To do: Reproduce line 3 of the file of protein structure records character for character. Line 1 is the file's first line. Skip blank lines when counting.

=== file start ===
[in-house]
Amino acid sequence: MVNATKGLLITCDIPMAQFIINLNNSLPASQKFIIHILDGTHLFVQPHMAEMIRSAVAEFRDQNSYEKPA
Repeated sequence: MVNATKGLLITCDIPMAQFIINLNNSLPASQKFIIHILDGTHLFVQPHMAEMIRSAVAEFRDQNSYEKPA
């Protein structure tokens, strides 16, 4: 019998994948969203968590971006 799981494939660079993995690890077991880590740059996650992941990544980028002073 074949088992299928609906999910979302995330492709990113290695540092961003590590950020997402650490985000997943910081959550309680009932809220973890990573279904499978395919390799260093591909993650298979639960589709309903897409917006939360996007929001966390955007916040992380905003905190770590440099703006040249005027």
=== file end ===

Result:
Repeated sequence: MVNATKGLLITCDIPMAQFIINLNNSLPASQKFIIHILDGTHLFVQPHMAEMIRSAVAEFRDQNSYEKPA